Q: The girl I’m dating has been insisting on unprotected sex while I insist on using a condom. She says she does not enjoy with a condom. I am not sure whether our relationship will culminate in marriage as we are still very young, we seem to be quarrelling a lot, and I’m unwilling to risk a pregnancy. When I mentioned ‘no condom no sex’, she threw a fit saying that even if she conceived she would not pressure me for marriage. Unprotected sex goes against all my principles and the sex education that I have received. How do I handle this situation?

A: You are well within your right to want to have sex only with a condom. Remember that this is specifically what you want. Her desire to have sex with without a condom is what she strongly wants. While there are merits to using a condom and while it is undoubtedly a safer practice, you may still feel the urge to attend to her needs as well. Therein lies your challenge! In the world of relationship counselling, when two people want very different things, this is called an ‘impasse’ – whereby two people cannot see eye to eye on a certain matter. At such times, certain hard questions need to be asked to the couple to break the ‘deadlock’:

– Do you want the relationship to succeed only on your terms?

– Do you think the relationship can succeed on mutually negotiated terms? Are you open to a dialogue?

A problem usually occurs when there is an insistence on things only going according to one’s wishes, because that is the ‘only way’ or the ‘right way’. A lot of people need to be taught that

their subjective renderings are not necessarily universally applicable.

For every action there is a consequence. Often, people want the freedom to act a certain way and then they get befuddled by the corresponding consequences. Relationships do not always benefit from ‘yes and no’ answers and a lot that gets decided is a function of creative thinking and finding a middle ground. This requires constant negotiation and there is no escaping this process even in the most mature and seasoned relationships, where couples may claim to know ‘everything’ about each other.

Such negotiations could take place under the caring supervision of a relationship counsellor. If she is so closed to the idea of a condom, perhaps she may be open to other methods of contraception that she should educate herself about. Would she be ok with those methods?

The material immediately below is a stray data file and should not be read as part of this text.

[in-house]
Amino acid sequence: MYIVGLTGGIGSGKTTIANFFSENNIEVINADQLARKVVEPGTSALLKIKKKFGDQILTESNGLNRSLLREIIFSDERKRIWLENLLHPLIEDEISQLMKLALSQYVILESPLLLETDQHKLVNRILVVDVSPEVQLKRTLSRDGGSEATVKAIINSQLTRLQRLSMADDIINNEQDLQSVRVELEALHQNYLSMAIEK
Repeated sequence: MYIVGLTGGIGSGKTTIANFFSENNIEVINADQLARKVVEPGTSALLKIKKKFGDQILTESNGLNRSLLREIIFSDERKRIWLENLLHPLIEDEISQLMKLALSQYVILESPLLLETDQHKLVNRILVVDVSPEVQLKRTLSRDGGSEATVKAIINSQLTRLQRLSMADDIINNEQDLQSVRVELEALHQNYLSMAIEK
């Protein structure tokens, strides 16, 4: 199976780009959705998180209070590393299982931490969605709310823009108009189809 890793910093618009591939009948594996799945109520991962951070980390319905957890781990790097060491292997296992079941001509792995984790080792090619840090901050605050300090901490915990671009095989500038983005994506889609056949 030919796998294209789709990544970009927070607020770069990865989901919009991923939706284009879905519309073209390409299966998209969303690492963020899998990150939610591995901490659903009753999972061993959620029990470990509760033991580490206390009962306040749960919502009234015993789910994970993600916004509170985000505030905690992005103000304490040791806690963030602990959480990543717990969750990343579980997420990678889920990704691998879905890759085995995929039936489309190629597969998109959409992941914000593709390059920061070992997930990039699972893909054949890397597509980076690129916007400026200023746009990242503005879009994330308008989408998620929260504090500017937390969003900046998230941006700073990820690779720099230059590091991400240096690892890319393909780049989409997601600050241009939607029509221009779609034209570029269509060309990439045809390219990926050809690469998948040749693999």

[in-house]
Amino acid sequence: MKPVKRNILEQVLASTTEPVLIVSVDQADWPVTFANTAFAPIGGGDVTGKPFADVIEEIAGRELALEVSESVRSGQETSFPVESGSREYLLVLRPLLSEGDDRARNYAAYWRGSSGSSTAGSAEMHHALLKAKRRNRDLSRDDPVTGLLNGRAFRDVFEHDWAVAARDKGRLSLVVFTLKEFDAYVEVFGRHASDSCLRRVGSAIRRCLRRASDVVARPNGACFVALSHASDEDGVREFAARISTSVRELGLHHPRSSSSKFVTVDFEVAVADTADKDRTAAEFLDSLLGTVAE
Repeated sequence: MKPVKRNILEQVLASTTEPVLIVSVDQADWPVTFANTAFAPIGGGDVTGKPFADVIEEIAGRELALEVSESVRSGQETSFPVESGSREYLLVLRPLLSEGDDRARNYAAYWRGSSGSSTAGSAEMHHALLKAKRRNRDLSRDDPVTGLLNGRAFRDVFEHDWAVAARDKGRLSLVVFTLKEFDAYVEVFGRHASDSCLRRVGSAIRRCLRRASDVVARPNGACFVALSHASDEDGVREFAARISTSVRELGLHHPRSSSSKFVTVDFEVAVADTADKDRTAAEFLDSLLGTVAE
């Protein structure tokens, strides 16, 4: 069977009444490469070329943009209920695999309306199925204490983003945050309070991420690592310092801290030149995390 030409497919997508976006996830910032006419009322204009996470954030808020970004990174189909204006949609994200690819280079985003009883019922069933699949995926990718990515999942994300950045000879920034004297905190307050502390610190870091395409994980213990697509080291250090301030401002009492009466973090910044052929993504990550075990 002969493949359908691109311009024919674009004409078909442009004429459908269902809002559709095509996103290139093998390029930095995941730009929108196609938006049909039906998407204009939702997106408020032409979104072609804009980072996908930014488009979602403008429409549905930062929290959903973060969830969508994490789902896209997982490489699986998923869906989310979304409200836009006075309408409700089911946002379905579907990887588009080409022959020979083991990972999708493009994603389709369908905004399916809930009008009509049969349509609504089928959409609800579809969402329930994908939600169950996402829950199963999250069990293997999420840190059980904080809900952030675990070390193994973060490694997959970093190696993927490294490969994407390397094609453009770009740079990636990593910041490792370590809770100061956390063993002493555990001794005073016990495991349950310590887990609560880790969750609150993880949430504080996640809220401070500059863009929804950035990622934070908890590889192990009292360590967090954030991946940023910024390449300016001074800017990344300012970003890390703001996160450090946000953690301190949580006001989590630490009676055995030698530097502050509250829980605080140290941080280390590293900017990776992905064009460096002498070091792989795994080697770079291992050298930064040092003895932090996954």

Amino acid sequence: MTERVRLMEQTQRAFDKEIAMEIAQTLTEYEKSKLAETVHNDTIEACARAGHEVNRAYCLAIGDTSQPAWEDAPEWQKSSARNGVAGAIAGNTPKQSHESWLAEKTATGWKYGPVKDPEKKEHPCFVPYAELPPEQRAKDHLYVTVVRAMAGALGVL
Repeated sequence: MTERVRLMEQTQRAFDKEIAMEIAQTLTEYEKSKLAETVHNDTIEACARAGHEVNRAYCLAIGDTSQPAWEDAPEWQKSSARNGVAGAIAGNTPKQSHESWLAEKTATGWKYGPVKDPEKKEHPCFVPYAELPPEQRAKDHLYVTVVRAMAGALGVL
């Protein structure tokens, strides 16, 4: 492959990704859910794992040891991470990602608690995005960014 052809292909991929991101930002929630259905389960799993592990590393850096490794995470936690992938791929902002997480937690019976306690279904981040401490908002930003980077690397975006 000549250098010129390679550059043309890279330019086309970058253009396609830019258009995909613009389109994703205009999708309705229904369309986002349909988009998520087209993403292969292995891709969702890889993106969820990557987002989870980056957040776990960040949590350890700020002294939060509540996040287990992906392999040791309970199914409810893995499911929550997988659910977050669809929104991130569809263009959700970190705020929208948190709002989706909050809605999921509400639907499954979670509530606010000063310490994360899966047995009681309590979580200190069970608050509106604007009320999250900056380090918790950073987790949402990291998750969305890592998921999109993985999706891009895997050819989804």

Several of those methods have been mentioned in earlier sections of this book. You have mentioned that you are ‘young’ and this may not culminate into a marriage. Since you are young and probably haven’t sampled life enough, you need to know that not all relationships that involve sexual experimentation between two consenting adults culminate into a marriage.

Certain sections in society may want you to believe as that sex before marriage is ‘culturally inappropriate’, but that is how modern society functions. People have become a lot more open about their sexual desires & contraception methods have improved over time. Having said that, the decision to marry someone should not be solely based on how much sex has been had. There are several other factors at play that make for happy companionships.

She seems to be alright with the idea of this not working out in the long term vis-a-vis marriage. This could mean that she doesn’t want to be in a serious relationship right now and is simply in a mood to have fun in bed and live in a fun and footloose way. There is nothing wrong with her wanting this for herself.

However, a relationship involves two people and if both of you want different things from life or this relationship, then it’s important to understand what aspects can be negotiated and that are simply ‘non-negotiable’… It would be worthwhile to ask yourself if you’re the one who is dreaming of building a family with her when she hasn’t even mentioned it to you (based on the information you’ve shared in your question). In fact, she is specifically saying that she will not pressurise you for marriage even if she conceives.

You also mentioned that you both quarrel a lot. Perhaps it would be a good idea to explore the ‘specific topics’ that you quarrel about to understand what is causing such a strong difference of opinion. You also need to face the fact that when two people want very different things from their lives, relationships may not work out as individual life journeys may take you on very different paths. This may be a bitter pill for many people in relationships to swallow – but it’s a universal truth.

For example – A man working a corporate job – who wants to see his wife at the end of a tiring day – everyday may never opt to marry a lady whose career is that of a flight attendant who has odd travel and waking hours. He has a need for physical companionship that her career will not allow due to the erratic timings. This doesn’t make any one individual wrong or right. It’s about what works and what doesn’t work.

In the world of chemistry – oil and water simply do not mix. To further understand if you’ll are having issue based problems or life journey based problems, you may want to consider visiting a psychotherapist to understand your own needs better.

(Aman R Bhonsle is a qualified Psychosocial Analyst and a Professional Youth Mentor with specialisation in Transactional Analysis and REBT. He is available for consultation at the Heart To Heart Counselling Centre.)